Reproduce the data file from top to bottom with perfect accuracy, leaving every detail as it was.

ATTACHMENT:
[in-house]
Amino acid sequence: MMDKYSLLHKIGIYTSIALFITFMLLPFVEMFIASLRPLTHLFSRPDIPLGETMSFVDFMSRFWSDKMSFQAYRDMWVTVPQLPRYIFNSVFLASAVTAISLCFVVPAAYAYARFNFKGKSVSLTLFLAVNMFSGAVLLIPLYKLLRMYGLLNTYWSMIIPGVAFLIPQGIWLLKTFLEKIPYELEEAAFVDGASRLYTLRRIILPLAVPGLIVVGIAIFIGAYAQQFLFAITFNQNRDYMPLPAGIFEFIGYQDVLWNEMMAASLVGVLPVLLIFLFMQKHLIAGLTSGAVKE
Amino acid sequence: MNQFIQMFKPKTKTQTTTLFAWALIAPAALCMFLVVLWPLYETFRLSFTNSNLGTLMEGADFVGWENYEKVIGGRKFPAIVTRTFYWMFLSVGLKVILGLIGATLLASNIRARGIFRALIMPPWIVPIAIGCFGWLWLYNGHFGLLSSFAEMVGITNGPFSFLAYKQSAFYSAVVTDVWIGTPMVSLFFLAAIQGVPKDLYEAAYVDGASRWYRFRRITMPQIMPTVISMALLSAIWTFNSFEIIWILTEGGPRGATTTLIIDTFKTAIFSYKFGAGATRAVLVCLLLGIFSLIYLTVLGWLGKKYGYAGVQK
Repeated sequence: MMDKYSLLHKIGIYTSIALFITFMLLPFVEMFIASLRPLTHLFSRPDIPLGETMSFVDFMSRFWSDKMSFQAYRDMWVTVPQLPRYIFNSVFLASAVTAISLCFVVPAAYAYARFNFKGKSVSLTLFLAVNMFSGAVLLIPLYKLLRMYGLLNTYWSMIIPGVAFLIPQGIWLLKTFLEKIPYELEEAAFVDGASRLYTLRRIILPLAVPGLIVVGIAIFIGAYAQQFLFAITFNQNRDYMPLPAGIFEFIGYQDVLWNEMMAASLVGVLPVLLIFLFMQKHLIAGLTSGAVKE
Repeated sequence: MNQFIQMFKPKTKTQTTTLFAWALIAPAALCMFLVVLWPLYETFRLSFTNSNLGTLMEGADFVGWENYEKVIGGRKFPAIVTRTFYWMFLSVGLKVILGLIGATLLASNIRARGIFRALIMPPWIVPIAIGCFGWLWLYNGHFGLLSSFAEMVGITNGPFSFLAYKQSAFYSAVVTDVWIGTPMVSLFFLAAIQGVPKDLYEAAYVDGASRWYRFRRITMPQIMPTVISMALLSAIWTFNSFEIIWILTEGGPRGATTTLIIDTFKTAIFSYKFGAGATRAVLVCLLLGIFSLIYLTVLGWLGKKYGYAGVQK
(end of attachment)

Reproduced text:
[in-house]
Amino acid sequence: MMDKYSLLHKIGIYTSIALFITFMLLPFVEMFIASLRPLTHLFSRPDIPLGETMSFVDFMSRFWSDKMSFQAYRDMWVTVPQLPRYIFNSVFLASAVTAISLCFVVPAAYAYARFNFKGKSVSLTLFLAVNMFSGAVLLIPLYKLLRMYGLLNTYWSMIIPGVAFLIPQGIWLLKTFLEKIPYELEEAAFVDGASRLYTLRRIILPLAVPGLIVVGIAIFIGAYAQQFLFAITFNQNRDYMPLPAGIFEFIGYQDVLWNEMMAASLVGVLPVLLIFLFMQKHLIAGLTSGAVKE
Amino acid sequence: MNQFIQMFKPKTKTQTTTLFAWALIAPAALCMFLVVLWPLYETFRLSFTNSNLGTLMEGADFVGWENYEKVIGGRKFPAIVTRTFYWMFLSVGLKVILGLIGATLLASNIRARGIFRALIMPPWIVPIAIGCFGWLWLYNGHFGLLSSFAEMVGITNGPFSFLAYKQSAFYSAVVTDVWIGTPMVSLFFLAAIQGVPKDLYEAAYVDGASRWYRFRRITMPQIMPTVISMALLSAIWTFNSFEIIWILTEGGPRGATTTLIIDTFKTAIFSYKFGAGATRAVLVCLLLGIFSLIYLTVLGWLGKKYGYAGVQK
Repeated sequence: MMDKYSLLHKIGIYTSIALFITFMLLPFVEMFIASLRPLTHLFSRPDIPLGETMSFVDFMSRFWSDKMSFQAYRDMWVTVPQLPRYIFNSVFLASAVTAISLCFVVPAAYAYARFNFKGKSVSLTLFLAVNMFSGAVLLIPLYKLLRMYGLLNTYWSMIIPGVAFLIPQGIWLLKTFLEKIPYELEEAAFVDGASRLYTLRRIILPLAVPGLIVVGIAIFIGAYAQQFLFAITFNQNRDYMPLPAGIFEFIGYQDVLWNEMMAASLVGVLPVLLIFLFMQKHLIAGLTSGAVKE
Repeated sequence: MNQFIQMFKPKTKTQTTTLFAWALIAPAALCMFLVVLWPLYETFRLSFTNSNLGTLMEGADFVGWENYEKVIGGRKFPAIVTRTFYWMFLSVGLKVILGLIGATLLASNIRARGIFRALIMPPWIVPIAIGCFGWLWLYNGHFGLLSSFAEMVGITNGPFSFLAYKQSAFYSAVVTDVWIGTPMVSLFFLAAIQGVPKDLYEAAYVDGASRWYRFRRITMPQIMPTVISMALLSAIWTFNSFEIIWILTEGGPRGATTTLIIDTFKTAIFSYKFGAGATRAVLVCLLLGIFSLIYLTVLGWLGKKYGYAGVQK